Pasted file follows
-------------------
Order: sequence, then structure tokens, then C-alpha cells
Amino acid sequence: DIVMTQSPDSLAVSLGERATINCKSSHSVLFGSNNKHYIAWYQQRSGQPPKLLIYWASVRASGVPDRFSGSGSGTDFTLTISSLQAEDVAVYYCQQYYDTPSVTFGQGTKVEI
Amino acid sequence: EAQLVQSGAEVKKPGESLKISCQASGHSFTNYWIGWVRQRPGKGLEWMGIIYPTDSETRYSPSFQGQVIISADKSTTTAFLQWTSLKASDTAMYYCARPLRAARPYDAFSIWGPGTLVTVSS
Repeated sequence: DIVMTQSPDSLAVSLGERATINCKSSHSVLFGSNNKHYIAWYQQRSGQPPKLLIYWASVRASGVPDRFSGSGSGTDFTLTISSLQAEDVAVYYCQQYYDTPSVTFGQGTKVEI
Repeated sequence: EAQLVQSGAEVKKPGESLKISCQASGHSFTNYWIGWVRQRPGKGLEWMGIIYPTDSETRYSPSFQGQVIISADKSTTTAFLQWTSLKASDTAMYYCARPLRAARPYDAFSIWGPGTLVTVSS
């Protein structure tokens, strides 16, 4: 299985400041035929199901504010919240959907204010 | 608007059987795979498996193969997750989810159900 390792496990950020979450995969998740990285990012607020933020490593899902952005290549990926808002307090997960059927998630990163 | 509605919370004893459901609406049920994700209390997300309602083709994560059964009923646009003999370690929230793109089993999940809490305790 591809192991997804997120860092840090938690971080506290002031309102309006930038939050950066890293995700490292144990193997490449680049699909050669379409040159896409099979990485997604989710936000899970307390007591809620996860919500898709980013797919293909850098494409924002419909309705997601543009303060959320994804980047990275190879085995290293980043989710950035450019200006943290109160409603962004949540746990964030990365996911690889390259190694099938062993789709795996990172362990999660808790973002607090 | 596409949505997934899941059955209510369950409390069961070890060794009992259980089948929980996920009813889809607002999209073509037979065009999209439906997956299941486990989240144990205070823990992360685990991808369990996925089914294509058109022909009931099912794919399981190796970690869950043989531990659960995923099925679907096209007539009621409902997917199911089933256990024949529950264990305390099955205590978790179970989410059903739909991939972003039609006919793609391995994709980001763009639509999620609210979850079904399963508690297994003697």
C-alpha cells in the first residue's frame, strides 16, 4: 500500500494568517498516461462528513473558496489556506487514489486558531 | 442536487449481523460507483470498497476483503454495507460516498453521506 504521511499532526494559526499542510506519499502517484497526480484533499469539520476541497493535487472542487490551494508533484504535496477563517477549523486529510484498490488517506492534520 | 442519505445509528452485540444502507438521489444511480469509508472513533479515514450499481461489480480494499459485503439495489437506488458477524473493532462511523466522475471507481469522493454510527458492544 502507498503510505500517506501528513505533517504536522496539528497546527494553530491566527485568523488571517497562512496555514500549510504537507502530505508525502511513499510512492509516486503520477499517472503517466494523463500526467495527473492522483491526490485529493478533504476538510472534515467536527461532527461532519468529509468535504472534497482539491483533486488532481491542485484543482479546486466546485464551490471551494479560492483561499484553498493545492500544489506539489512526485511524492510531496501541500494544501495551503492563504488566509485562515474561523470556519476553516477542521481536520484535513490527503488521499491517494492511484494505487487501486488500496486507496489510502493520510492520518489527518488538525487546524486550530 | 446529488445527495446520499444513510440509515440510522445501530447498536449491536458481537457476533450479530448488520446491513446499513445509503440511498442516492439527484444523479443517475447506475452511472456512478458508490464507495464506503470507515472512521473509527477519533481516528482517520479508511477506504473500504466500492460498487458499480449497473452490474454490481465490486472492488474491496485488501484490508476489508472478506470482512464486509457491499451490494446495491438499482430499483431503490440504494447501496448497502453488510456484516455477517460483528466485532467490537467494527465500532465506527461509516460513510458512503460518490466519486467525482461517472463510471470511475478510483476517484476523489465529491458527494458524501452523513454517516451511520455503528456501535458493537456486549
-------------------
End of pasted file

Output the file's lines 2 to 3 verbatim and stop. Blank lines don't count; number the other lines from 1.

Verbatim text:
Amino acid sequence: DIVMTQSPDSLAVSLGERATINCKSSHSVLFGSNNKHYIAWYQQRSGQPPKLLIYWASVRASGVPDRFSGSGSGTDFTLTISSLQAEDVAVYYCQQYYDTPSVTFGQGTKVEI
Amino acid sequence: EAQLVQSGAEVKKPGESLKISCQASGHSFTNYWIGWVRQRPGKGLEWMGIIYPTDSETRYSPSFQGQVIISADKSTTTAFLQWTSLKASDTAMYYCARPLRAARPYDAFSIWGPGTLVTVSS